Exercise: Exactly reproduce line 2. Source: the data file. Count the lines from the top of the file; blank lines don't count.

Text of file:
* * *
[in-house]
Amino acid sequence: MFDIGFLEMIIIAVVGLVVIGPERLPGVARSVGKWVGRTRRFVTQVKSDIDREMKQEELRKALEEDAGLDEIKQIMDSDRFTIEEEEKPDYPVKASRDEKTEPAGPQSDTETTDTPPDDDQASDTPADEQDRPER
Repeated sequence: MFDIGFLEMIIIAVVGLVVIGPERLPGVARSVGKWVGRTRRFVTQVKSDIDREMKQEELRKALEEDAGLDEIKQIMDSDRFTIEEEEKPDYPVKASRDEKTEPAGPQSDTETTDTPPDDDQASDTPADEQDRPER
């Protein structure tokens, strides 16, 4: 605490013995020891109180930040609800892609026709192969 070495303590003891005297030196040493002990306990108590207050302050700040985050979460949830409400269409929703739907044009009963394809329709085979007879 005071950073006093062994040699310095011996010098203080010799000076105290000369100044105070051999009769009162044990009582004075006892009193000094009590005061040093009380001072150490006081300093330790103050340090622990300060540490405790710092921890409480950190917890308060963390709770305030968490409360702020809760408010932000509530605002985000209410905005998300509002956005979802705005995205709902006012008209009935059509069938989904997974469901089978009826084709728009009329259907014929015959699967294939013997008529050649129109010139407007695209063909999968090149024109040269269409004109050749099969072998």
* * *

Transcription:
Amino acid sequence: MFDIGFLEMIIIAVVGLVVIGPERLPGVARSVGKWVGRTRRFVTQVKSDIDREMKQEELRKALEEDAGLDEIKQIMDSDRFTIEEEEKPDYPVKASRDEKTEPAGPQSDTETTDTPPDDDQASDTPADEQDRPER